Interview with author and designer Larissa Brown – Part 1

Gull Cowl by Larissa Brown
Gull by Larissa Brown
©L. Brown. Used with permission.

Larissa Brown (LarissaBrown) is the author of two books about knitting, Knitalong and My Grandmother’s Knitting, as well as a new novel about a woman from the 22nd century traveling through time to a Viking settlement in 10th century Iceland. She is also a prolific knitwear designer who is participating in the 2014 Gift-A-Long on Ravelry. Larissa graciously took time out of her busy schedule to answer a few questions.

This year your first novel, Beautiful Wreck, was published, and you have released 16 knitting patterns. What is the secret to your amazing productivity?

That was a lot in one year, now that you mention it! I’ve been known to try to do everything, and for a year I had a sign on the kitchen door that said “NO NEW IDEAS.” To make it work, I get help. This year, I worked together with my amazing friend Michelle Kroll (rainmomma) who did a TON of the work on the Shieldmaiden Knits collection. I have wonderful test and sample knitters, and most important, my family is supportive–both in giving me time to work and also reminding me to step away from it.

The work on my book took place over the two prior years, but this year I’m writing the second one. There is a very welcoming writing group on ravelry called Pens & Needles, where members plan ahead for each month’s goals. Planning ahead is another thing that makes it possible to do so many projects. The trick is to plan without your work getting rigid or un-fun. I’ve gotten a lot better at it as I’ve gotten older.

I need a sign like that! I often have trouble focusing on a design and getting it finished because I keep getting distracted by the next great idea that pops into my head.

You mentioned your new ebook, Shieldmaiden Knits, which has just been released. These seven accessory patterns were inspired by the research into Viking style that you did for your novel. Can you tell us more about the inspiration for these pieces?

Vikings were artists. If you look at their jewelry and everyday objects like needlecases and drinking horns chased with silver, you see their love of beauty. I tried to use the gorgeous Malabrigo yarns to dream up ideas that seemed epic and beautiful to me. I tried not to worry about whether people would like them or many knitters would make them. It was hard, because I’m a pleaser and want people to like my designs, so I don’t think I went big enough.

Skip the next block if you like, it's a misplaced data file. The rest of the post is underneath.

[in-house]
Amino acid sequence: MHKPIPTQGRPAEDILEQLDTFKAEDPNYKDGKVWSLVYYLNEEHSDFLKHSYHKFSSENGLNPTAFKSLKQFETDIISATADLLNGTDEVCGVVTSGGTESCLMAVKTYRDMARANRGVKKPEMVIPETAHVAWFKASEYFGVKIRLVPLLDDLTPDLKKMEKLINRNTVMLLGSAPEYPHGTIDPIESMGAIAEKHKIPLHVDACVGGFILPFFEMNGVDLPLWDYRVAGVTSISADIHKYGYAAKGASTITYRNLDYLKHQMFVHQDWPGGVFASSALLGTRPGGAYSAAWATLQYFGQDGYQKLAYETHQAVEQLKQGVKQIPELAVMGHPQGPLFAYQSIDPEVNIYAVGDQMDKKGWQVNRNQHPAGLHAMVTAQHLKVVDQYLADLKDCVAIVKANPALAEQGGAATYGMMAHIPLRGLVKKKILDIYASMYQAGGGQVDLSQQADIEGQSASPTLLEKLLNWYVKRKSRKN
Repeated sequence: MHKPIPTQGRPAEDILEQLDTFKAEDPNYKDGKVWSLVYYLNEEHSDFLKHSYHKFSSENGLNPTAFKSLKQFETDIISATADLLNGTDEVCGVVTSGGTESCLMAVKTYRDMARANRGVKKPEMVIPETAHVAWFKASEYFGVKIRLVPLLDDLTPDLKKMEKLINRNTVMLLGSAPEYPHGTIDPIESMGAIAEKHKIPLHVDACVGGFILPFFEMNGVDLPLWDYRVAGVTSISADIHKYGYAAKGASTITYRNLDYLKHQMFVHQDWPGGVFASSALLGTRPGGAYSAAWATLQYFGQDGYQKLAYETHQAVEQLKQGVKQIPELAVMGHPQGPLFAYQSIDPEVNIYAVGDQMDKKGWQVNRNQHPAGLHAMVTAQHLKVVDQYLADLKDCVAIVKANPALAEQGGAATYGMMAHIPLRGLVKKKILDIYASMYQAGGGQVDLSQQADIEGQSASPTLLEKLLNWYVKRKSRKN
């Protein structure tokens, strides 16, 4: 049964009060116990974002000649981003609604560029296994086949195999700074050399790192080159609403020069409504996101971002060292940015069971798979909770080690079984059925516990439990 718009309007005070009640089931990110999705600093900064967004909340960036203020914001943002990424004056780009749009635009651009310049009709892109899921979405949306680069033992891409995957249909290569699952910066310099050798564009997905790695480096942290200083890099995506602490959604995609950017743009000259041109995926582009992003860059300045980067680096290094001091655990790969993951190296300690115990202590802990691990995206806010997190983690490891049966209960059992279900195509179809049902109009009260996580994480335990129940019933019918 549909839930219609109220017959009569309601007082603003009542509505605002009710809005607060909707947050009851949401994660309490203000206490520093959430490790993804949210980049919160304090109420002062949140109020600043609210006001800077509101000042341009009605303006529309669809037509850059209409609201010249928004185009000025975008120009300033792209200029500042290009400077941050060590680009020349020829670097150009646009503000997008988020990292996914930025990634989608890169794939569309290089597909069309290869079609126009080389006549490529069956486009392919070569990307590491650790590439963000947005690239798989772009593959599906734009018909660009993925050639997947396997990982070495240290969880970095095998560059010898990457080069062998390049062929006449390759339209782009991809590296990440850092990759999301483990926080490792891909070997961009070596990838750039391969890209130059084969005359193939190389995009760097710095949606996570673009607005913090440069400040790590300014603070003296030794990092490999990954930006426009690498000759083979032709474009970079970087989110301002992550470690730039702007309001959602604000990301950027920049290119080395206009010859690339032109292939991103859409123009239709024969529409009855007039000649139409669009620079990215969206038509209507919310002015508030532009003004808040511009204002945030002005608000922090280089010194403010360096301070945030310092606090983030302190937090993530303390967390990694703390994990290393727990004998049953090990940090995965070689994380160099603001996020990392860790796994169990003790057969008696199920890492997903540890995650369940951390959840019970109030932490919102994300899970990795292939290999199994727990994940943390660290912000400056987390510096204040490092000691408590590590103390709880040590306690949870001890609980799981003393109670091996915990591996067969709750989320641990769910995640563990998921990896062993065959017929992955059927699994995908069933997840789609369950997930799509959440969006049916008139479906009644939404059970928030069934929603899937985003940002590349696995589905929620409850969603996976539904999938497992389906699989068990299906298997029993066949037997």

As a fiction writer of time travel love stories, I personally have (and I cultivate in my books) a very rosy view of Viking settlement in Iceland. In reality, I’m sure it was a struggle I can’t even imagine, and sometimes miserable. But I feel strongly that the Vikings settlers’ lives were punctuated with moments of intense beauty, just being in that landscape and living off the land, the way it was over a thousand years ago. And I believe Vikings were romantics, who placed a value on love. I tried to absorb that as I did my research and visited Iceland. I think these years of studying Viking culture just naturally went into the knitting collection.

It is a fine line. I try to design what I want to design, but at the same time, I do keep an eye on how many exotic techniques it will require to execute because, what good is the most beautiful design in the world if people get intimidated and don’t want to knit it? On the other hand, I totally agree that thinking too much about what other people may or may not like is a sure way to kill what was special about the design. I like the way that the collection features lacy stitch patterns and simple shapes in mostly bulky and rustic yarns to evoke that place and time, yet are completely wearable today.

In my next post, Larissa plays favorites!

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